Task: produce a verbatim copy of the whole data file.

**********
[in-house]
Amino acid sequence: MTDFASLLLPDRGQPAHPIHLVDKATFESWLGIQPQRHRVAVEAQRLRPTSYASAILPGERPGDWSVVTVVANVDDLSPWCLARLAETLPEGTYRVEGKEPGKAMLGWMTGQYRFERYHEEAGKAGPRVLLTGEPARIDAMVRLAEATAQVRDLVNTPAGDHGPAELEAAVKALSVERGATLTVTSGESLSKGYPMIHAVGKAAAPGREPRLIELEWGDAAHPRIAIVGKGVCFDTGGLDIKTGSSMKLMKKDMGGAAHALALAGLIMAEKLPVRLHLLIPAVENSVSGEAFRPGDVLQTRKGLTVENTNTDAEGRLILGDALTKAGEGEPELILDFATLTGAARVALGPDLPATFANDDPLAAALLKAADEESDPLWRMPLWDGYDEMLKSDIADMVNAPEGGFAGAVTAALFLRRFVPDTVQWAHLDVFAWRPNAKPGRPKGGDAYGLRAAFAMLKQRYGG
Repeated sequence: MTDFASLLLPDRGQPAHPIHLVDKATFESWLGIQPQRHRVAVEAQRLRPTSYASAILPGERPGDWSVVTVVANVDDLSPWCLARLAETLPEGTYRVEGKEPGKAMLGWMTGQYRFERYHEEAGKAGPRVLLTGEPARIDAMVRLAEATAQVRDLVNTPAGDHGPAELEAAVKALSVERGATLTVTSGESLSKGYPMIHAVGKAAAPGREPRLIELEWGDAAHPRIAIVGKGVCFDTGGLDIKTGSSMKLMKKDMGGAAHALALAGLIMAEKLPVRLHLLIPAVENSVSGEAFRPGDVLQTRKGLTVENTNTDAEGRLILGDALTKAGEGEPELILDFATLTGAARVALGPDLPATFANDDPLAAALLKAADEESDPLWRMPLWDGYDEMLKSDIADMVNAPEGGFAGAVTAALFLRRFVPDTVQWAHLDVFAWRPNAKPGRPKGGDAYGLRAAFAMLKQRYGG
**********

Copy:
[in-house]
Amino acid sequence: MTDFASLLLPDRGQPAHPIHLVDKATFESWLGIQPQRHRVAVEAQRLRPTSYASAILPGERPGDWSVVTVVANVDDLSPWCLARLAETLPEGTYRVEGKEPGKAMLGWMTGQYRFERYHEEAGKAGPRVLLTGEPARIDAMVRLAEATAQVRDLVNTPAGDHGPAELEAAVKALSVERGATLTVTSGESLSKGYPMIHAVGKAAAPGREPRLIELEWGDAAHPRIAIVGKGVCFDTGGLDIKTGSSMKLMKKDMGGAAHALALAGLIMAEKLPVRLHLLIPAVENSVSGEAFRPGDVLQTRKGLTVENTNTDAEGRLILGDALTKAGEGEPELILDFATLTGAARVALGPDLPATFANDDPLAAALLKAADEESDPLWRMPLWDGYDEMLKSDIADMVNAPEGGFAGAVTAALFLRRFVPDTVQWAHLDVFAWRPNAKPGRPKGGDAYGLRAAFAMLKQRYGG
Repeated sequence: MTDFASLLLPDRGQPAHPIHLVDKATFESWLGIQPQRHRVAVEAQRLRPTSYASAILPGERPGDWSVVTVVANVDDLSPWCLARLAETLPEGTYRVEGKEPGKAMLGWMTGQYRFERYHEEAGKAGPRVLLTGEPARIDAMVRLAEATAQVRDLVNTPAGDHGPAELEAAVKALSVERGATLTVTSGESLSKGYPMIHAVGKAAAPGREPRLIELEWGDAAHPRIAIVGKGVCFDTGGLDIKTGSSMKLMKKDMGGAAHALALAGLIMAEKLPVRLHLLIPAVENSVSGEAFRPGDVLQTRKGLTVENTNTDAEGRLILGDALTKAGEGEPELILDFATLTGAARVALGPDLPATFANDDPLAAALLKAADEESDPLWRMPLWDGYDEMLKSDIADMVNAPEGGFAGAVTAALFLRRFVPDTVQWAHLDVFAWRPNAKPGRPKGGDAYGLRAAFAMLKQRYGG